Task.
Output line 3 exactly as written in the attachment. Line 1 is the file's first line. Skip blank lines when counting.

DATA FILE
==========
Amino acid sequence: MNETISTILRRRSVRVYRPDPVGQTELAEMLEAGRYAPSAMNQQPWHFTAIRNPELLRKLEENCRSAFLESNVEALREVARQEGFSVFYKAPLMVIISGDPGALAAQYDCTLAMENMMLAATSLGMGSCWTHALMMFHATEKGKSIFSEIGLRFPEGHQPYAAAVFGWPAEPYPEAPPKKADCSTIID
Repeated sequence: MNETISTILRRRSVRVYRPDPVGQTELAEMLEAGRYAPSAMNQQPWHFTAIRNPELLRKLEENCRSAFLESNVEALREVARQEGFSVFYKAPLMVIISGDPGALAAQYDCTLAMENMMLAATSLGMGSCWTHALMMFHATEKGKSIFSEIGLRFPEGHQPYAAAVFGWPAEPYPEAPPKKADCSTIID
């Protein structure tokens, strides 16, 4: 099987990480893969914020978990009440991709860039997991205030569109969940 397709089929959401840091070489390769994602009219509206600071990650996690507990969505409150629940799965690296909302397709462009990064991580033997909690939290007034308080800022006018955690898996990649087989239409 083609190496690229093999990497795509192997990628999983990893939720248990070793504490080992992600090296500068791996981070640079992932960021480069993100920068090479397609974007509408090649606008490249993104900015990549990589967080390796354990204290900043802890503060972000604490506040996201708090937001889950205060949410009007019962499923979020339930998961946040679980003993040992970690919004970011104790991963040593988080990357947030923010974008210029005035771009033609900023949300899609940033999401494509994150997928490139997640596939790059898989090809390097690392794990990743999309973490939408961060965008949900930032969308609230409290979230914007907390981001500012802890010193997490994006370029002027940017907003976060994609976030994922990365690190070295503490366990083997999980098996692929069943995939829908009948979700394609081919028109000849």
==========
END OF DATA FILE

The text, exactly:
């Protein structure tokens, strides 16, 4: 099987990480893969914020978990009440991709860039997991205030569109969940 397709089929959401840091070489390769994602009219509206600071990650996690507990969505409150629940799965690296909302397709462009990064991580033997909690939290007034308080800022006018955690898996990649087989239409 083609190496690229093999990497795509192997990628999983990893939720248990070793504490080992992600090296500068791996981070640079992932960021480069993100920068090479397609974007509408090649606008490249993104900015990549990589967080390796354990204290900043802890503060972000604490506040996201708090937001889950205060949410009007019962499923979020339930998961946040679980003993040992970690919004970011104790991963040593988080990357947030923010974008210029005035771009033609900023949300899609940033999401494509994150997928490139997640596939790059898989090809390097690392794990990743999309973490939408961060965008949900930032969308609230409290979230914007907390981001500012802890010193997490994006370029002027940017907003976060994609976030994922990365690190070295503490366990083997999980098996692929069943995939829908009948979700394609081919028109000849």